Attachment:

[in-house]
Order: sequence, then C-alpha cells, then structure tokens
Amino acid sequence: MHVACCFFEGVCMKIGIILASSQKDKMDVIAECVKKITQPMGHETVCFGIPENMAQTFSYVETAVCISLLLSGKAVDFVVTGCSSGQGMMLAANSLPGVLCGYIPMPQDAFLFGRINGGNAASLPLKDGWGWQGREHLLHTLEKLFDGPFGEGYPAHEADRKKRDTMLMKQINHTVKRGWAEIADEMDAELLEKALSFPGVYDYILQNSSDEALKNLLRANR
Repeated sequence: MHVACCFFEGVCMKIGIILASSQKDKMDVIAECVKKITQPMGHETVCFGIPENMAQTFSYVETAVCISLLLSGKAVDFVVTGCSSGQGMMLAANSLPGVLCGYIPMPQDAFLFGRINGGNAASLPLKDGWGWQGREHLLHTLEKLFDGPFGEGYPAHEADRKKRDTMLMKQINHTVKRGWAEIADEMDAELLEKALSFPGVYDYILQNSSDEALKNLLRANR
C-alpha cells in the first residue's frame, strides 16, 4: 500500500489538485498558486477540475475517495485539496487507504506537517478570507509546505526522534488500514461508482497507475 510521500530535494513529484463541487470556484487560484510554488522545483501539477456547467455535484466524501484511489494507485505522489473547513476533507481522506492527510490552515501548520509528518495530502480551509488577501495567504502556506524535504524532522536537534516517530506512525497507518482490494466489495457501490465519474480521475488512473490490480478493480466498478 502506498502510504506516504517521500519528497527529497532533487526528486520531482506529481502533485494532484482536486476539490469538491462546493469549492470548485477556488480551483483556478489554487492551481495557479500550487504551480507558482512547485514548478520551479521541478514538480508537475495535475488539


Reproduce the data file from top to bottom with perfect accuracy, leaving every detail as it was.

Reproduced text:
[in-house]
Order: sequence, then C-alpha cells, then structure tokens
Amino acid sequence: MHVACCFFEGVCMKIGIILASSQKDKMDVIAECVKKITQPMGHETVCFGIPENMAQTFSYVETAVCISLLLSGKAVDFVVTGCSSGQGMMLAANSLPGVLCGYIPMPQDAFLFGRINGGNAASLPLKDGWGWQGREHLLHTLEKLFDGPFGEGYPAHEADRKKRDTMLMKQINHTVKRGWAEIADEMDAELLEKALSFPGVYDYILQNSSDEALKNLLRANR
Repeated sequence: MHVACCFFEGVCMKIGIILASSQKDKMDVIAECVKKITQPMGHETVCFGIPENMAQTFSYVETAVCISLLLSGKAVDFVVTGCSSGQGMMLAANSLPGVLCGYIPMPQDAFLFGRINGGNAASLPLKDGWGWQGREHLLHTLEKLFDGPFGEGYPAHEADRKKRDTMLMKQINHTVKRGWAEIADEMDAELLEKALSFPGVYDYILQNSSDEALKNLLRANR
C-alpha cells in the first residue's frame, strides 16, 4: 500500500489538485498558486477540475475517495485539496487507504506537517478570507509546505526522534488500514461508482497507475 510521500530535494513529484463541487470556484487560484510554488522545483501539477456547467455535484466524501484511489494507485505522489473547513476533507481522506492527510490552515501548520509528518495530502480551509488577501495567504502556506524535504524532522536537534516517530506512525497507518482490494466489495457501490465519474480521475488512473490490480478493480466498478 502506498502510504506516504517521500519528497527529497532533487526528486520531482506529481502533485494532484482536486476539490469538491462546493469549492470548485477556488480551483483556478489554487492551481495557479500550487504551480507558482512547485514548478520551479521541478514538480508537475495535475488539